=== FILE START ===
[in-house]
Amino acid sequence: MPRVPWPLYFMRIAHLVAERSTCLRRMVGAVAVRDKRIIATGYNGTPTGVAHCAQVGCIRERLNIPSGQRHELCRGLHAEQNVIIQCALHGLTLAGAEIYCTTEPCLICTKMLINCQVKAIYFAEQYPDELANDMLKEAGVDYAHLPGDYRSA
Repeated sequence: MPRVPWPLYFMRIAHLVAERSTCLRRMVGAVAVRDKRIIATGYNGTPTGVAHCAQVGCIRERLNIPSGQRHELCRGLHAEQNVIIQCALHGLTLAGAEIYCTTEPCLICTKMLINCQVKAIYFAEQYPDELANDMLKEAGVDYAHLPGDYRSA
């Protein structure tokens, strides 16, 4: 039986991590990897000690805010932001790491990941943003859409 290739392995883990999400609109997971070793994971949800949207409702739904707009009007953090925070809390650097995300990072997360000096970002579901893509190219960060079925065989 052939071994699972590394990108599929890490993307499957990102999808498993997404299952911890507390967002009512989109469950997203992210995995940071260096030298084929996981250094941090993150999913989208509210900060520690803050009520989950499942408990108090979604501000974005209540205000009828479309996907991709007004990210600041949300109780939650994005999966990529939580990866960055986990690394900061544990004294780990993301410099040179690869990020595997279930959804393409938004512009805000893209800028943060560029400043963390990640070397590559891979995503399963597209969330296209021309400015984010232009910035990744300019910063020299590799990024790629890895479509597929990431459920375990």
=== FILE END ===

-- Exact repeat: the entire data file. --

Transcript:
[in-house]
Amino acid sequence: MPRVPWPLYFMRIAHLVAERSTCLRRMVGAVAVRDKRIIATGYNGTPTGVAHCAQVGCIRERLNIPSGQRHELCRGLHAEQNVIIQCALHGLTLAGAEIYCTTEPCLICTKMLINCQVKAIYFAEQYPDELANDMLKEAGVDYAHLPGDYRSA
Repeated sequence: MPRVPWPLYFMRIAHLVAERSTCLRRMVGAVAVRDKRIIATGYNGTPTGVAHCAQVGCIRERLNIPSGQRHELCRGLHAEQNVIIQCALHGLTLAGAEIYCTTEPCLICTKMLINCQVKAIYFAEQYPDELANDMLKEAGVDYAHLPGDYRSA
């Protein structure tokens, strides 16, 4: 039986991590990897000690805010932001790491990941943003859409 290739392995883990999400609109997971070793994971949800949207409702739904707009009007953090925070809390650097995300990072997360000096970002579901893509190219960060079925065989 052939071994699972590394990108599929890490993307499957990102999808498993997404299952911890507390967002009512989109469950997203992210995995940071260096030298084929996981250094941090993150999913989208509210900060520690803050009520989950499942408990108090979604501000974005209540205000009828479309996907991709007004990210600041949300109780939650994005999966990529939580990866960055986990690394900061544990004294780990993301410099040179690869990020595997279930959804393409938004512009805000893209800028943060560029400043963390990640070397590559891979995503399963597209969330296209021309400015984010232009910035990744300019910063020299590799990024790629890895479509597929990431459920375990």